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Elevated depressive symptoms and incident stroke in Hispanic, African-American, and White older Americans

TitleElevated depressive symptoms and incident stroke in Hispanic, African-American, and White older Americans
Publication TypeJournal Article
Year of Publication2012
AuthorsGlymour, MM, Yen, JJ, Kosheleva, A, Moon, JR, Capistrant, BD, Patton, KK
JournalJ Behav MedJ Behav Med
Volume35
Pagination211-20
Date PublishedApr
ISBN Number1573-3521 (Electronic)<br/>0160-7715 (Linking)
Accession Number21656258
KeywordsAfrican Americans/ statistics & numerical data, Age Factors, Aged, Depression/ epidemiology, European Continental Ancestry Group/ statistics & numerical data, Female, Health Surveys, Hispanic Americans/ statistics & numerical data, Humans, Incidence, Longitudinal Studies, Male, Middle Aged, Predictive Value of Tests, Prevalence, Risk Factors, Stroke/ epidemiology, United States/epidemiology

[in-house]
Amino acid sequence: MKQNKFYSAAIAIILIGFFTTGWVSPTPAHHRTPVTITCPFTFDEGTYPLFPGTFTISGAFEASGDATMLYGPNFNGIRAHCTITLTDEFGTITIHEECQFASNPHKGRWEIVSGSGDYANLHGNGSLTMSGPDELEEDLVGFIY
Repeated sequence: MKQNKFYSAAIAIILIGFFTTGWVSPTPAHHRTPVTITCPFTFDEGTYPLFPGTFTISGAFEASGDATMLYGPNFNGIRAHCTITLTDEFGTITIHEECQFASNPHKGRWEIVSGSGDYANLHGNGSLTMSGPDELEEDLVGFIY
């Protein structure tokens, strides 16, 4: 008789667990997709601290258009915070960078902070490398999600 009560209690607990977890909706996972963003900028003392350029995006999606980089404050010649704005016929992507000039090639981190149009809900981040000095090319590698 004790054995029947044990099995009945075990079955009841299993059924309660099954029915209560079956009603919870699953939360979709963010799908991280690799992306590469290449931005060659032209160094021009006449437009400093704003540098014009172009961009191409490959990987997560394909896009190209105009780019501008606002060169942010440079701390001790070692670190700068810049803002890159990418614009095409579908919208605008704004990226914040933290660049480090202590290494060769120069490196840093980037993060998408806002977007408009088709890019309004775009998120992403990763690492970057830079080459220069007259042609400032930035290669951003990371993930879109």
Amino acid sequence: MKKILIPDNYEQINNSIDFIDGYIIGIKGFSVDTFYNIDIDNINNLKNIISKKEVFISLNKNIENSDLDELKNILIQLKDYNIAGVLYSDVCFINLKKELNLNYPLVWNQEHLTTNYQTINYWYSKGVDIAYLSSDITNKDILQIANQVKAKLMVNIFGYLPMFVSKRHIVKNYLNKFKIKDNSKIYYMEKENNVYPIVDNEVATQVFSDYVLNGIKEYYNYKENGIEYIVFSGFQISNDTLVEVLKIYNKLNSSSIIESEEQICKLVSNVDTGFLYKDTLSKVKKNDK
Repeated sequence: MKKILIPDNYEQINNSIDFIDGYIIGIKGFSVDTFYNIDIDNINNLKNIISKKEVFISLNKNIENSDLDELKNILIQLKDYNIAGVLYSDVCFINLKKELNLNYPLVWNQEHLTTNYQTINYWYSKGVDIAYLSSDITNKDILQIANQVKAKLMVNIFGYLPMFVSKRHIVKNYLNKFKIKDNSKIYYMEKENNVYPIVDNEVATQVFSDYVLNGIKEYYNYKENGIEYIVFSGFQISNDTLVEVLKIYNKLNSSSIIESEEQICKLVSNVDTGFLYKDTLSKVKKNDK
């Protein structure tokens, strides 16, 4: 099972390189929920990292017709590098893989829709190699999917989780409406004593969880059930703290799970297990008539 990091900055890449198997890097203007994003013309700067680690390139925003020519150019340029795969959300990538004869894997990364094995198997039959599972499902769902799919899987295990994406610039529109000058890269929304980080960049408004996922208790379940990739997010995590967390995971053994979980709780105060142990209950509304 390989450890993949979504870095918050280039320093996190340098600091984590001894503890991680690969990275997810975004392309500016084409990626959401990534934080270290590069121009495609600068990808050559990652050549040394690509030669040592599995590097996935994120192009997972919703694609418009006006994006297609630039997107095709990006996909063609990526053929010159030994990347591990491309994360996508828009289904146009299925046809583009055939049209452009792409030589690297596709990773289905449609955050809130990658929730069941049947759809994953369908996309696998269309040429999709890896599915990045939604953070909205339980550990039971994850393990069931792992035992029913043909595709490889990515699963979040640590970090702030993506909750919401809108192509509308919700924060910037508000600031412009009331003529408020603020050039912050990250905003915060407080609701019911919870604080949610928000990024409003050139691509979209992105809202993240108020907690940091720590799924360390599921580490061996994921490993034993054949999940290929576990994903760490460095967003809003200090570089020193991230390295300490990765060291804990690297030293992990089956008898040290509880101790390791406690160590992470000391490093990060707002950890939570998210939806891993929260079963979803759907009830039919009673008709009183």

AbstractAlthough depressive symptoms have been linked to stroke, most research has been in relatively ethnically homogeneous, predominantly white, samples. Using the United States based Health and Retirement Study, we compared the relationships between elevated depressive symptoms and incident first stroke for Hispanic, black, or white/other participants (N = 18,648) and estimated the corresponding Population Attributable Fractions. The prevalence of elevated depressive symptoms was higher in blacks (27%) and Hispanics (33%) than whites/others (18%). Elevated depressive symptoms prospectively predicted stroke risk in the whites/other group (HR = 1.53; 95% CI: 1.36-1.73) and among blacks (HR = 1.31; 95% CI: 1.05-1.65). The HR was similar but only marginally statistically significant among Hispanics (HR = 1.33; 95% CI: 0.92-1.91). The Population Attributable Fraction, indicating the percent of first strokes that would be prevented if the incident stroke rate in those with elevated depressive symptoms was the same as the rate for those without depressive symptoms, was 8.3% for whites/others, 7.8% for blacks, and 10.3% for Hispanics.